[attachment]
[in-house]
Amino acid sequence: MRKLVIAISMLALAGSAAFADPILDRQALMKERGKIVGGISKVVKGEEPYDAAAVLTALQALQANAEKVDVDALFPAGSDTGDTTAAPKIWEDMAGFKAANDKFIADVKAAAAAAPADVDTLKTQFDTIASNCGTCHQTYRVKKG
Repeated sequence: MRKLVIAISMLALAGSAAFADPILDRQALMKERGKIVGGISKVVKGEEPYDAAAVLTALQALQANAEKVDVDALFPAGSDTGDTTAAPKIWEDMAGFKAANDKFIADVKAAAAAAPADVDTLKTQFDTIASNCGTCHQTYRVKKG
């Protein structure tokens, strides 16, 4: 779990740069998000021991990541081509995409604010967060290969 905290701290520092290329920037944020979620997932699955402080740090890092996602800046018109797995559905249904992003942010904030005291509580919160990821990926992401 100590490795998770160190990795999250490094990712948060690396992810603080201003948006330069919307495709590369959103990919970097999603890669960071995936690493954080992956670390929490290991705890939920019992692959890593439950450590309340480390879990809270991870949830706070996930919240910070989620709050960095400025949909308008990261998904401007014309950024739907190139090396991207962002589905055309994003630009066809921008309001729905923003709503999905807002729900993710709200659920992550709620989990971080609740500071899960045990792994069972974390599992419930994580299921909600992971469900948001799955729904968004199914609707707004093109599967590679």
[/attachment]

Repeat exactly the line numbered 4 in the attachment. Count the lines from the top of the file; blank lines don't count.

């Protein structure tokens, strides 16, 4: 779990740069998000021991990541081509995409604010967060290969 905290701290520092290329920037944020979620997932699955402080740090890092996602800046018109797995559905249904992003942010904030005291509580919160990821990926992401 100590490795998770160190990795999250490094990712948060690396992810603080201003948006330069919307495709590369959103990919970097999603890669960071995936690493954080992956670390929490290991705890939920019992692959890593439950450590309340480390879990809270991870949830706070996930919240910070989620709050960095400025949909308008990261998904401007014309950024739907190139090396991207962002589905055309994003630009066809921008309001729905923003709503999905807002729900993710709200659920992550709620989990971080609740500071899960045990792994069972974390599992419930994580299921909600992971469900948001799955729904968004199914609707707004093109599967590679």